"It is a matter of concern since there were no hotspots in Papua last year, and this year, the number is already some 370 to 500," Environmental Affairs and Forestry Minister Siti Nurbaya noted on February 19.
     The fires were not being caused by any act of corporations but resulting due to the local people's lifestyle habits, she pointed out.
    The ministry sent a team to Papua last January  and found local people burning old grass in order to prepare the ground to grow fresh grass for cattle.
      Besides, fires were also lit up on purpose along the banks of rivers and lakes to catch fish.
     The central and local governments need to inform the communities regarding certain traditional slash and burn methods that are allowed, the minister said.
      "It should be firmly ensured that there must be no fire in peatland area, and that it is allowed in other areas with clear restrictions," she said.      
   She said use of fire in hunting must be avoided because it could spark a bigger fire.
    Furthermore, to anticipate and prevent forest fires, the government is empowering the rural communities, according to Chairman of the National Disaster Mitigation Agency (BNPB) Willem Rampangilei.
     "In this case, the communities are a section of the society that will take early action in any disaster," he stated while speaking at a press conference on "The Latest Disaster Mitigation Efforts" held in Jakarta recently.
      In fire-prone regions, the rural communities must be actively involved in preventing the outbreak of fires, he emphasized.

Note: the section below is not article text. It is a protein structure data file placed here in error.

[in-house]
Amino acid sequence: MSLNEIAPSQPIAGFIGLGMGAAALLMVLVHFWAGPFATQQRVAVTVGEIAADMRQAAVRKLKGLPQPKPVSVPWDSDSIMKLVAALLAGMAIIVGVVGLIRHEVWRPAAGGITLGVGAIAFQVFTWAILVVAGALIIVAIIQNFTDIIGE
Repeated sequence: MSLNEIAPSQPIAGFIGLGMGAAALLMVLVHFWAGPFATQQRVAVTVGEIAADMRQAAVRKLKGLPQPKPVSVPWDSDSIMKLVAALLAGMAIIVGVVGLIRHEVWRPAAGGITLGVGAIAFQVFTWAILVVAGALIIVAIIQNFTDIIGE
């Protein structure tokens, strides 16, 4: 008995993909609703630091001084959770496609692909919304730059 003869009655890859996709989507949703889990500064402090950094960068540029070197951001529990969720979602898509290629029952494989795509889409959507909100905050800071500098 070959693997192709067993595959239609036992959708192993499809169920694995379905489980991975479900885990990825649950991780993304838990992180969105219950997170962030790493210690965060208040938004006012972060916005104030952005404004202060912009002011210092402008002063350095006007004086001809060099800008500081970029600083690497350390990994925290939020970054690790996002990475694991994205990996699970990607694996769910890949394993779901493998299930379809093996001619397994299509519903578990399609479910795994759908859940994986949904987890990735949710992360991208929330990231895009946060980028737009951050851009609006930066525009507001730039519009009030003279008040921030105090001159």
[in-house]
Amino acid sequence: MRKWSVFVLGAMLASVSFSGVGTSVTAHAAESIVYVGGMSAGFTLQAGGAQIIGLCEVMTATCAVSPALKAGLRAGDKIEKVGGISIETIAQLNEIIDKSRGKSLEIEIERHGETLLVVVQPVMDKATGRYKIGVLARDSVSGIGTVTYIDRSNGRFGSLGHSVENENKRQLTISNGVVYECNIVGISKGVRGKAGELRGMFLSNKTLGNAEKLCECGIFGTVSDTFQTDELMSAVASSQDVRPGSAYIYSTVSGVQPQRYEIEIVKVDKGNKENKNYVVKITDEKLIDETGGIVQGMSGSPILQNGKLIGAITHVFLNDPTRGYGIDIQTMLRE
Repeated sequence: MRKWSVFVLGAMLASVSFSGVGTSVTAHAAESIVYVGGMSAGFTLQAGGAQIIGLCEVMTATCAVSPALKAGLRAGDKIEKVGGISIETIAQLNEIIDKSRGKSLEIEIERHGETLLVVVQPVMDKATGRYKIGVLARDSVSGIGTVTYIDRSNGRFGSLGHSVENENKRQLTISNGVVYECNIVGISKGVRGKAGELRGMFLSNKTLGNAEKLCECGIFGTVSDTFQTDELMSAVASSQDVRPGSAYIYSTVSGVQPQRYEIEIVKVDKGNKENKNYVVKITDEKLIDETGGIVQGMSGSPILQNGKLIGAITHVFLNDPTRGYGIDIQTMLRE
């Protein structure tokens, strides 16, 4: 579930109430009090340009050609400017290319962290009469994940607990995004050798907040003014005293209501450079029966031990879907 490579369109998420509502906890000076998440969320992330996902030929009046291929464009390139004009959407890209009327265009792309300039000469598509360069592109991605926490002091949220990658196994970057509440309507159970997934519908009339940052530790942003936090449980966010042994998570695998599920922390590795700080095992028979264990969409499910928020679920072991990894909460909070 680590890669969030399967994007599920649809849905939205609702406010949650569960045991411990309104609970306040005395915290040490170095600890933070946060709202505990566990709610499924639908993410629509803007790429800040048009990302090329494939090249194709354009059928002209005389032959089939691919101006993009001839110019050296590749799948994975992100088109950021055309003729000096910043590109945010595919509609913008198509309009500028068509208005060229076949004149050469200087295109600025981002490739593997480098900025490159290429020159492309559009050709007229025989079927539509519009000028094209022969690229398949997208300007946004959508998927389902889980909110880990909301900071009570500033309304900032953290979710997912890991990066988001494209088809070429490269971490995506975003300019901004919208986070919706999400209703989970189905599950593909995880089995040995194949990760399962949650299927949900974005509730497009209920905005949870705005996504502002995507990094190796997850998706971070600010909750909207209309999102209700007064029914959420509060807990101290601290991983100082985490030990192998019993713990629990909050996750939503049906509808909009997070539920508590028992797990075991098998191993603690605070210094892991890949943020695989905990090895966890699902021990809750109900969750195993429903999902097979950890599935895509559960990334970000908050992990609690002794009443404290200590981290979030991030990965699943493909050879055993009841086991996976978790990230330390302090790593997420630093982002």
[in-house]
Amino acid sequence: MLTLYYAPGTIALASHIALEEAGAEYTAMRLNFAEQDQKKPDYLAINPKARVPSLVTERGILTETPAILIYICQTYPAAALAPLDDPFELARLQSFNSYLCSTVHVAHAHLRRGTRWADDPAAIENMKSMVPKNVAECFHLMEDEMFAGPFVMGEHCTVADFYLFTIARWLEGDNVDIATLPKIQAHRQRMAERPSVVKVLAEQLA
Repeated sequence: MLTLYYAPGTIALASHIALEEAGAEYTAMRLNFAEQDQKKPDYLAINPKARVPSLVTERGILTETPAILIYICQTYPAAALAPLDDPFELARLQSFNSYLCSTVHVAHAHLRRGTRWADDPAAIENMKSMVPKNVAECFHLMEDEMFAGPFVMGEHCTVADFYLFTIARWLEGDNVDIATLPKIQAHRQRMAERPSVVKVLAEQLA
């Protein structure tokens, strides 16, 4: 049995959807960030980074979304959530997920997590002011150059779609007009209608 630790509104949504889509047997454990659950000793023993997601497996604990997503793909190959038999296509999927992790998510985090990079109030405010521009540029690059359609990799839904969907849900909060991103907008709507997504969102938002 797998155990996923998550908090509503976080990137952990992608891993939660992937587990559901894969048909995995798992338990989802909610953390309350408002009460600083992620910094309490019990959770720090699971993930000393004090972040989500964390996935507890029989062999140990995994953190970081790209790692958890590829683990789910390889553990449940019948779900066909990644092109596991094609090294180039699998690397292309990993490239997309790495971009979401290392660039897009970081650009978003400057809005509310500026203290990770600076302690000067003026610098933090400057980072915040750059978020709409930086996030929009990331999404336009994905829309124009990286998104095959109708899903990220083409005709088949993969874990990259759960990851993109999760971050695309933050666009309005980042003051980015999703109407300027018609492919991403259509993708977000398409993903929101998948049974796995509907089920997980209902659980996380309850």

To this end, the government will improve their organizational capability, increase their awareness of disaster risks, and strengthen their ability to prevent forest fires.
     "Besides this, control commands will also be developed from rural to national levels, so that the preventive efforts undertaken by communities would be well-planned, coordinated, integrated, and measurable," he added.
     The concept is being developed based on experiences in empowering rural communities by the regional governments, NGOs, and companies, he explained.    
     Community-based preventive measures will be implemented, particularly in regions prone to forest fire disasters, he remarked.
    The government will also provide adequate facilities to support the efforts.     
    Besides, the World Bank has provided a grant amounting to some US$12 million this year to help prevent forest fires.
      The World Bank recorded that forest and plantation fires, which had ravaged Indonesia last year, inflicted material losses worth trillions of rupiah, in addition to the operational costs involved in extinguishing the fires, Rampangilei noted while attending a Movement on Prevention of Forest and Plantation Fires in Palembang, South Sumatra, recently.
     He lauded South Sumatra Governor Alex Noerdin for launching the movement involving personnel of the military, police, NGO activists, and firefighters.
 11-03-2016 15:04:27